Whether operators are serving up a traditional Cajun Filet Biscuit or a Country Ham and Egg Biscuit, Bearss says, simplicity at breakfast is a must for Bojangles’, a point he drives home with a sign in the test kitchen that reads, “Stay out of your own way at breakfast.”
“That means, don’t complicate operations and sacrifice quality or speed for a big number of products,” he says.
However, that doesn’t mean innovation is absent. Rather, the brand prefers to limit the number of new products it introduces, relying on limited-time favorites like the Smoked Sausage and Pork Chop Biscuits—as well as an occasional permanent menu addition, like the Homestyle Tenders in 2013.
“We’re not a new-product-of-the-month chain. It’s difficult to communicate to our customers and places extra pressure on our supply chain,” Bearss says. “Consistency, quality, service, and operational excellence are the keys to growth. New products alone are not the silver bullet.”
In fact, during the recession, the brand took items off the menu so it wasn’t distracted in its execution, effectively increasing speed of service, Newman says. At the same time, it also placed a major focus on perfecting core menu offerings.
“We went back to the drawing board to be sure, before we looked at anything new, that the processes and procedures made the best possible product out there that we could have,” Bearss says. This included a sandwich program aimed at improving the brand’s overall sandwich experience. The result was a new toasted, buttered bun that began rolling out in May.
While new products aren’t popping out of the kitchen at every turn, innovation is indeed taking place at Bojangles’. Bearss says the Big Bo Box, a packaging and marketing item, is one of the biggest moves the brand has made in years. The Box, which was once used for large catering orders, was adapted to market family and tailgate meals, a boon for the brand in the family-focused and sports-loving South.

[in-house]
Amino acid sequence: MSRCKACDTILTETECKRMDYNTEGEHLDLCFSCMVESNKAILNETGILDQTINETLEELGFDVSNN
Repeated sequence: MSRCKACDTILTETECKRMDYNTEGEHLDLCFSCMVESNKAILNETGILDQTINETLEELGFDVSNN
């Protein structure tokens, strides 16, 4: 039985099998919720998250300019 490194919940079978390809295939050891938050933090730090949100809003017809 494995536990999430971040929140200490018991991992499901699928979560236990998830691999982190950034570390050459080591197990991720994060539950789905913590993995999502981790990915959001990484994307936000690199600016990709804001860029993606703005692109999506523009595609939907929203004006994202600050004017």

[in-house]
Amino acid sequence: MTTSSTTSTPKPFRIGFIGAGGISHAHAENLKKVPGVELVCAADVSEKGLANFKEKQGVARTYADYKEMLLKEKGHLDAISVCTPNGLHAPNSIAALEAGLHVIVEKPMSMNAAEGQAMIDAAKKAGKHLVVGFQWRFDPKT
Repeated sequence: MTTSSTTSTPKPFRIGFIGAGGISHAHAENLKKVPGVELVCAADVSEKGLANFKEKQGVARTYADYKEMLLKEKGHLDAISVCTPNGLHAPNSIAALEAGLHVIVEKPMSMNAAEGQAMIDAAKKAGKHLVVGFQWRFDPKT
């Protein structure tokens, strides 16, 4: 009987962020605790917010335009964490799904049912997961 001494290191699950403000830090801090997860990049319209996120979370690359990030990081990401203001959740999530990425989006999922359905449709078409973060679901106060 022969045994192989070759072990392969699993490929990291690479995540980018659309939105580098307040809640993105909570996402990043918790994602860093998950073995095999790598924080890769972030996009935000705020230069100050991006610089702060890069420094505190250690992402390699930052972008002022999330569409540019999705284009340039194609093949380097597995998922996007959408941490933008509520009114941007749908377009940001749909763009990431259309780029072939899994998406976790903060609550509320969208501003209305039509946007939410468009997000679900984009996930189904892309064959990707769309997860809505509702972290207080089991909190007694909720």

In addition to the 2013 launch of its Homestyle Tenders—the first major product addition in more than five years—the brand also recently introduced Cajun Filet and Grilled Chicken Wraps and has plans to roll out kids’ meals, which will be a smaller version of the Bo Box that comes with applesauce and crayons, Bearss says.
The brand’s innate Southern charm and personality extends beyond its homestyle menu items. Bojangles’ philosophy of delivering a warm, welcoming air of Southern hospitality also appeals to its regional fan base.
“We believe it’s really important to always honor the heritage that built Bojangles’,” Poindexter says. “As a company that was born in the South—and we’ve operated throughout the Southeast for nearly four decades now—the customer base is huge. People have grown up and craved the traditional Southern recipes that are offered, in some cases, only by Bojangles’.”
This regional aspect helps drive customer awareness for Bojangles’, which results in a surging number of impulse visits and purchases, says Dennis Lombardi, executive vice president of foodservice strategies at consulting firm WD Partners. “That brand recognition and high unaided awareness are really strong attributes,” Lombardi says.